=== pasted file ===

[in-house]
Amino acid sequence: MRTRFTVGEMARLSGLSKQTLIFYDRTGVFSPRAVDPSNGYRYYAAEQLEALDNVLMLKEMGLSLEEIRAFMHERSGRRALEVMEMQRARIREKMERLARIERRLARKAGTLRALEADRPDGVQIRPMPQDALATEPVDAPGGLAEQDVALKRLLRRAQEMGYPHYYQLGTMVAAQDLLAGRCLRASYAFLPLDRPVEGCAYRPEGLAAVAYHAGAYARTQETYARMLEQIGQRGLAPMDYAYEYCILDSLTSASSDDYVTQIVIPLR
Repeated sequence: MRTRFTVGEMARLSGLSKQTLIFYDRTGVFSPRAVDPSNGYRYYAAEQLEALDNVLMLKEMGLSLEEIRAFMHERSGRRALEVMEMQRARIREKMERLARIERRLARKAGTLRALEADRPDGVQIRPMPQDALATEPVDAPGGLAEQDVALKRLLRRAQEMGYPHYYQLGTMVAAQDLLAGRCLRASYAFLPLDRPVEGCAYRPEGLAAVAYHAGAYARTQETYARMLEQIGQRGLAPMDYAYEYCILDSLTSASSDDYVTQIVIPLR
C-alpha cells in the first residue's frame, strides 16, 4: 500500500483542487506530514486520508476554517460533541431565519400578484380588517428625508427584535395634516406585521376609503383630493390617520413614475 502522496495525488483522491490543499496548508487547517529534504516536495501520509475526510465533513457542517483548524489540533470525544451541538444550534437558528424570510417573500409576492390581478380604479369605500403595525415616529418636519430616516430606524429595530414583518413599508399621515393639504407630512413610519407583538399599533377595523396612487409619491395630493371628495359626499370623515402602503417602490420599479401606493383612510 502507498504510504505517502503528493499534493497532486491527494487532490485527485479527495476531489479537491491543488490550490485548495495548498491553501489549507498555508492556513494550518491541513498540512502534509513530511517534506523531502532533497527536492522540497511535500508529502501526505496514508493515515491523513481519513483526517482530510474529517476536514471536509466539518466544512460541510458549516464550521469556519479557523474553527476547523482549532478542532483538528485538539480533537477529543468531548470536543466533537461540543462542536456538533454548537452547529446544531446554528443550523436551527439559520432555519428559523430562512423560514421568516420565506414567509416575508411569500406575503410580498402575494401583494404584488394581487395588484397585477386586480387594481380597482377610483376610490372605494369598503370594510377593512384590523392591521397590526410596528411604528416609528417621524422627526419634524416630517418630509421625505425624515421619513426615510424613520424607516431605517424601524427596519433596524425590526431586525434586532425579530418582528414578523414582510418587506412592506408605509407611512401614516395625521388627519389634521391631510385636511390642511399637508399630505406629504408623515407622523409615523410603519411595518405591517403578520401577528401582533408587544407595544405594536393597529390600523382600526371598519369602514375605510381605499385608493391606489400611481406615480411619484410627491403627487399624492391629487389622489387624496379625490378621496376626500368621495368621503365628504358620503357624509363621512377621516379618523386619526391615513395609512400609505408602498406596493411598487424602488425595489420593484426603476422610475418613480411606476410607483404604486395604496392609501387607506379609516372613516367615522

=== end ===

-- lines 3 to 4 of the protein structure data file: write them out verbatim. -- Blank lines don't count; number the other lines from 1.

Repeated sequence: MRTRFTVGEMARLSGLSKQTLIFYDRTGVFSPRAVDPSNGYRYYAAEQLEALDNVLMLKEMGLSLEEIRAFMHERSGRRALEVMEMQRARIREKMERLARIERRLARKAGTLRALEADRPDGVQIRPMPQDALATEPVDAPGGLAEQDVALKRLLRRAQEMGYPHYYQLGTMVAAQDLLAGRCLRASYAFLPLDRPVEGCAYRPEGLAAVAYHAGAYARTQETYARMLEQIGQRGLAPMDYAYEYCILDSLTSASSDDYVTQIVIPLR
C-alpha cells in the first residue's frame, strides 16, 4: 500500500483542487506530514486520508476554517460533541431565519400578484380588517428625508427584535395634516406585521376609503383630493390617520413614475 502522496495525488483522491490543499496548508487547517529534504516536495501520509475526510465533513457542517483548524489540533470525544451541538444550534437558528424570510417573500409576492390581478380604479369605500403595525415616529418636519430616516430606524429595530414583518413599508399621515393639504407630512413610519407583538399599533377595523396612487409619491395630493371628495359626499370623515402602503417602490420599479401606493383612510 502507498504510504505517502503528493499534493497532486491527494487532490485527485479527495476531489479537491491543488490550490485548495495548498491553501489549507498555508492556513494550518491541513498540512502534509513530511517534506523531502532533497527536492522540497511535500508529502501526505496514508493515515491523513481519513483526517482530510474529517476536514471536509466539518466544512460541510458549516464550521469556519479557523474553527476547523482549532478542532483538528485538539480533537477529543468531548470536543466533537461540543462542536456538533454548537452547529446544531446554528443550523436551527439559520432555519428559523430562512423560514421568516420565506414567509416575508411569500406575503410580498402575494401583494404584488394581487395588484397585477386586480387594481380597482377610483376610490372605494369598503370594510377593512384590523392591521397590526410596528411604528416609528417621524422627526419634524416630517418630509421625505425624515421619513426615510424613520424607516431605517424601524427596519433596524425590526431586525434586532425579530418582528414578523414582510418587506412592506408605509407611512401614516395625521388627519389634521391631510385636511390642511399637508399630505406629504408623515407622523409615523410603519411595518405591517403578520401577528401582533408587544407595544405594536393597529390600523382600526371598519369602514375605510381605499385608493391606489400611481406615480411619484410627491403627487399624492391629487389622489387624496379625490378621496376626500368621495368621503365628504358620503357624509363621512377621516379618523386619526391615513395609512400609505408602498406596493411598487424602488425595489420593484426603476422610475418613480411606476410607483404604486395604496392609501387607506379609516372613516367615522